Results: Expression of genotype B in patients with acute forms of liver disease was significantly greater than in those with CLD (39.3% v 11.7%, respectively; p<0.001). Furthermore, expression of genotype B was significantly greater in patients with FH than in those with AH (62.5% v 31.1%, respectively; p=0.027). The precore mutation A1896 and the core promoter mutation at nt 1753 and 1754 were found more frequently in FH than in AH, and genotype B was predominant in FH regardless of the presence of these mutations.
Conclusions: HBV genotype B was found more frequently in patients with acute forms of liver disease than in patients with CLD, and more frequently in patients with FH than in those with AH. These results suggest that this HBV genotype may induce more severe liver damage than other viral genotypes, at least in patients from Chiba, Japan.
acute self limited hepatitis; fulminant hepatitis; hepatitis B virus; genotype
The highest Hepatitis C Virus (HCV) prevalence in the world occurs in Egypt. Several studies from different parts of the world have found that 13% to 33% of patients with chronic HCV have associated diabetes, mostly type II Diabetes Mellitus (DM). In Egypt the prevalence of DM is 25.4% among HCV patients. Therefore, it is important to identify the magnitude of the problem of diabetes in order to optimize the treatment of chronic hepatitis C.
The objective of this case-control study was to evaluate the prevalence of DM and other extrahepatic (EH) manifestations among patients with different HCV morbidity stages including asymptomatic, chronic hepatic and cirrhotic patients. In this study, 289 HCV patients older than 18 were selected as cases. Also, 289 healthy controls were included. Laboratory investigations including Liver Function tests (LFT) and blood glucose level were done. Also serological assays including cryoglobulin profile, rheumatoid factor, antinuclear antibody, HCV-PCR were performed.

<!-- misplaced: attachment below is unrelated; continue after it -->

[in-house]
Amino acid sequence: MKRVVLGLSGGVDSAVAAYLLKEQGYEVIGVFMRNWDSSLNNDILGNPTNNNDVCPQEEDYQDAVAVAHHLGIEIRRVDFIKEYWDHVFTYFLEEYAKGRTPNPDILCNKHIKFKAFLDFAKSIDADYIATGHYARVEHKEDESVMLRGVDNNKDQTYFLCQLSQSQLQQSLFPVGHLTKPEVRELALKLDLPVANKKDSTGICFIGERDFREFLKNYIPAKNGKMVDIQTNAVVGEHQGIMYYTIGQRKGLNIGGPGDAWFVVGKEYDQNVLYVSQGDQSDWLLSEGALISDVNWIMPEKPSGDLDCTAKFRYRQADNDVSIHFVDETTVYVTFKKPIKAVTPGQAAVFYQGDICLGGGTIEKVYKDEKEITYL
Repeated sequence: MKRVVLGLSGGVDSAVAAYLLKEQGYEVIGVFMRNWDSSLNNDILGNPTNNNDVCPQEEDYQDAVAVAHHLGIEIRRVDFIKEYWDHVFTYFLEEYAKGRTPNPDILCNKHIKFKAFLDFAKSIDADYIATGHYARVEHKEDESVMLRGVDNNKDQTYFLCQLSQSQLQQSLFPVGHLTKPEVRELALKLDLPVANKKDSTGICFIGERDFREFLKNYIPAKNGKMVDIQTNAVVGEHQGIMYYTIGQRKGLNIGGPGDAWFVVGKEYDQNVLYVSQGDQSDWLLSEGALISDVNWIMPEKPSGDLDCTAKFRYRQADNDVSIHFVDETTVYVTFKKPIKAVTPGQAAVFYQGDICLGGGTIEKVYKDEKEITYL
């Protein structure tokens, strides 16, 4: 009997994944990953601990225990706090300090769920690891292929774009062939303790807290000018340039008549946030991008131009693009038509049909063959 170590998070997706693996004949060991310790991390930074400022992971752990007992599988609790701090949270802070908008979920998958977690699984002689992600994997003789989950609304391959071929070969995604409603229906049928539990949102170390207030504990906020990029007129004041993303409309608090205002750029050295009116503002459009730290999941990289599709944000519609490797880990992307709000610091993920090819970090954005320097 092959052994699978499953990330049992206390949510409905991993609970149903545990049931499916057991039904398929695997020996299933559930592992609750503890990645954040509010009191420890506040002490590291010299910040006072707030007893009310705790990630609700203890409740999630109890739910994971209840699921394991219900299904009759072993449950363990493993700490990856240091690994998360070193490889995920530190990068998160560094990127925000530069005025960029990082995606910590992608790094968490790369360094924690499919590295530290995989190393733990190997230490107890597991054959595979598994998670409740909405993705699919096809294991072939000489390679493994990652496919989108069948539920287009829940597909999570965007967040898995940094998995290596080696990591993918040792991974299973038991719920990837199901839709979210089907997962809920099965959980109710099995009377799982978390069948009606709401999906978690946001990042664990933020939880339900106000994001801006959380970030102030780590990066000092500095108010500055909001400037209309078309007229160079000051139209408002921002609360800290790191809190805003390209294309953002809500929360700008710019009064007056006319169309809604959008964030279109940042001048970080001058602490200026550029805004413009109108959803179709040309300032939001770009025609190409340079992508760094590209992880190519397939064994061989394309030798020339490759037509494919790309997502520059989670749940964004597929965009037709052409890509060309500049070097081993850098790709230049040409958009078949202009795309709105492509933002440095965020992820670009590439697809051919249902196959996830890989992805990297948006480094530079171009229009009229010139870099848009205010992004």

Out of 289 HCV cases, 40 (13.84%) were diabetic. Out of 289 healthy controls, 12 (4.15%) were diabetic. It was found that the diabetic HCV group mean age was [48.1 (± 9.2)]. Males and urbanians represented 72.5% and 85% respectively. Lower level of education was manifested in 52.5% and 87.5% were married. In the nondiabetic HCV group mean age was [40.7 (± 10.4)]. Males and urbanians represented 71.5% and 655% respectively. secondary and higher level of education was attained in 55.4% and 76.7% were married. Comparing between the diabetic HCV group and the non diabetic HCV group, age, residence and alcohol drinking were the only significant factors affecting the incidence of diabetes between the two groups. There was no significant difference regarding sonar findings although cirrhosis was more prevalent among diabetic HCV cases and the fibrosis score was higher in diabetic HCV patients than among the non diabetic HCV cases.
The diabetic patients in the HCV group were older, more likely to have a history of alcohol drinking than the non diabetic HCV cases. Age and alcohol drinking are factors that could potentially contribute to the development of type 2 diabetes. Logistic regression analyses showed that age and residence in urban regions were the predictive variables that could be associated with the presence of diabetes. Alcohol consumption was not a significant predictive factor.
AIM: To determine the utility of connective tissue growth factor (CCN2/CTGF) for assessing hepatic fibrosis in hepatitis B virus (HBV)-induced chronic liver diseases (CLD-B).
METHODS: Enzyme-linked immunosorbent assay was used to measure CCN2 in sera from 107 patients with chronic hepatitis B (CHB) and 39 patients with HBV-induced active liver cirrhosis and 30 healthy individuals. Liver samples from 31 patients with CHB, 8 patients with HBV-induced liver cirrhosis and 8 HBV carriers with normal liver histology were examined for transforming growth factor β-1 (TGF-β1) or CCN2 mRNA levels by in situ hybridization, and computer image analysis was performed to measure integrated optimal density (IOD) of CCN2 mRNA-positive cells in liver tissues. Histological inflammation grading and fibrosis staging were evaluated by H and E staining and Van Gieson’s method.